The federal government is proposing changes to the Income Tax Act that would close loopholes for small business owners’ personal gains — but local businesses could also be hurt by the changes. Submitted photo

Proposed small-biz tax changes too broad: Wyper

The president of Penticton’s chamber of commerce says rule changes should focus more on exploiters

Proposed changes to the federal tax scheme for small businesses may be the right idea, but are taking too broad of a swipe, according to Penticton and Wine Country Chamber of Commerce president Neil Wyper.

The federal government’s proposed changes would close three loopholes the Ministry of Finance said are used by high-income individuals to avoid paying their share of income taxes.

Wyper said he’s still waiting to hear from members to develop a full response to the proposed changes, but offered a general uneasiness about the proposals.

“It’s difficult for the government to suggest that taking advantage of rules that have been around for a long time that help families create new business in our community are suddenly being categorized as a loophole,” Wyper said.

“At the chamber, we want to make sure that our members give us some feedback on whether we should come down on the side of agreeing that this is a loophole that needs to be cleaned up, or whether the small businesses should continue to be supported in that way.”

But Wyper said he’s erring on the side opposing the changes at this point, citing the benefits to small businesses in Penticton.

Among the loopholes, the federal government is taking aim at “income sprinkling.” An individual making $200,000 will pay more income tax than another making the same amount of money, but incorporating their small business and paying portions of that money to their family members.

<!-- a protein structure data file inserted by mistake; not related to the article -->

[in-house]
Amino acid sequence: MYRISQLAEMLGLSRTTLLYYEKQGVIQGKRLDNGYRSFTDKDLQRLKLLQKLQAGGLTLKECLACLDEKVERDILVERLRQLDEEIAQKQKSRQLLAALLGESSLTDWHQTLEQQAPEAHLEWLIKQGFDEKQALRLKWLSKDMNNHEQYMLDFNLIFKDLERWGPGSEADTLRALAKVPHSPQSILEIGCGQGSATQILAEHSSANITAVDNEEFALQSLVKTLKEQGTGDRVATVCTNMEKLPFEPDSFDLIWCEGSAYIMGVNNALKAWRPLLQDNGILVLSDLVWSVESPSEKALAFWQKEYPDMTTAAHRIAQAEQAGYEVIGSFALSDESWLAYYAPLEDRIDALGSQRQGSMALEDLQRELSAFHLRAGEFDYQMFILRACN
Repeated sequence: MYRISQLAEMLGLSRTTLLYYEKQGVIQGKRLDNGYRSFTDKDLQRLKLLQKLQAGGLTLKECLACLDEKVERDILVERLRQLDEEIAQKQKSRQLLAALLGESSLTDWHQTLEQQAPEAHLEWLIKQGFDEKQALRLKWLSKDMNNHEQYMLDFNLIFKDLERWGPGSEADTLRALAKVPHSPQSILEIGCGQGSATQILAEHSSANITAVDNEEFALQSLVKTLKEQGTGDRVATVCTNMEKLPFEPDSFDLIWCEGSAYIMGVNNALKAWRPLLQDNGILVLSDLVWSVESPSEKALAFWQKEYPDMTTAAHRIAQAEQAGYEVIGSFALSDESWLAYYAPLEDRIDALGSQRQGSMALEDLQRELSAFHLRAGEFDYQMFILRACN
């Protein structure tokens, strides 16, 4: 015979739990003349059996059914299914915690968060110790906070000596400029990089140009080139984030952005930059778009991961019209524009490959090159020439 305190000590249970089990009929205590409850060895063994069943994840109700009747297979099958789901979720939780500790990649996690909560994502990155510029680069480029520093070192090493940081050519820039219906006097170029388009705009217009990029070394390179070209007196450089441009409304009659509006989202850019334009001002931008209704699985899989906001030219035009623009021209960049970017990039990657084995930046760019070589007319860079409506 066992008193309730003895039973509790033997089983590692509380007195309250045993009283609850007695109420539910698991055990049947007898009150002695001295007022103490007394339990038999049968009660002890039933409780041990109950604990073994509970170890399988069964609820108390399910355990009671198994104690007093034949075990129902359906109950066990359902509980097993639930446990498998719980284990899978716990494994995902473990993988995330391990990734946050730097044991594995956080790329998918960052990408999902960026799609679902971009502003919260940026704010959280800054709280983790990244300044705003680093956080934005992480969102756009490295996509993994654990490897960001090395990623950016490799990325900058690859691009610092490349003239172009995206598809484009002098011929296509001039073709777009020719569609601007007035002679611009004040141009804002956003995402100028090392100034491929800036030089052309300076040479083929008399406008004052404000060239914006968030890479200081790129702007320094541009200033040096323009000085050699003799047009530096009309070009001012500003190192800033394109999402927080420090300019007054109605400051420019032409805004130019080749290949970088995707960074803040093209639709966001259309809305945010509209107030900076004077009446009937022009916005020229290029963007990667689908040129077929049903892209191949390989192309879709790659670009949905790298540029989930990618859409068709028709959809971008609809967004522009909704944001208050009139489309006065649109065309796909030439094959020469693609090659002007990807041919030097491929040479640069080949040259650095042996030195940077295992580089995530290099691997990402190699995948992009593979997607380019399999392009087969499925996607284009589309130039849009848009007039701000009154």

The second loophole is the “passive investment income,” in which corporations can hold money as excess revenue in the business, rather than paying out a personal income — at a higher tax rate — or investing in growing the business.

The third and final loophole the federal government is looking at is on capital gains, which are also taxed at lower rate than high-income earners. According to the ministry, individuals can pay out their own income as capital gains and avoid paying higher taxes.

While the federal government wants to take aim at those exploiting the loopholes, it also acknowledges on each point that there are legitimate uses of those tax functions, and that’s what Wyper says he’d like to avoid penalizing or removing.

“There’s certainly arguments on both sides, and I think that the biggest issue that I’ve heard is that it’s coming down, really, as a blunt attack on all businesses that are approaching it from this way,” Wyper said.

“(If) somebody’s taking advantage of it, perhaps, it seems unfair, maybe there could be a more nuanced rule that approaches that situation, instead of simply saying that everyone that takes advantage of this is in the same category of being a bad business.”

Wyper acknowledged that would likely add more bureaucracy to the system, but said that shouldn’t stop the federal government from trying to differentiate between tax avoiders and those who follow the rules as they were intended.

“We’re talking about the Income Tax Act, which is ridiculously complex to start with,” Wyper said with a laugh. “Of course any nuance creates more complexity to it, but at the same time they need to find some balance of fairness that lets businesses thrive and take advantage of opportunities to grow.”

In particular, Wyper expressed some concern for the passive investment income changes, noting that corporations should be encouraged to hold money in their coffers for “rainy days,” such as a downturn in the economy or a dip in business.

It’s hard to say at this point how many Penticton businesses the changes would affect, with all of the changes affecting only corporations, but Wyper said it could reach everywhere from the larger businesses in the city to the mom and pop shops.

“It’s incredibly common for a mom and pop shop to be just one or two shareholders,” he said. “So, all of those things would be captured by it. And of course we go from the smallest family business right up to — the small- and medium-sized businesses they’re talking about are quite large, potentially.

“There’s a whole lot of variation among those categories about who’s reasonably investing in the future and who’s reasonably sharing income between a couple, and then the other side of people that are, perhaps, taking advantage of things, being what’s perceived as an unfair way.”

Wyper said the chamber will be sending out a survey to their members to gauge a more solid position on the matter, with the expectation that they will be submitting their results to the federal government for its consultations.

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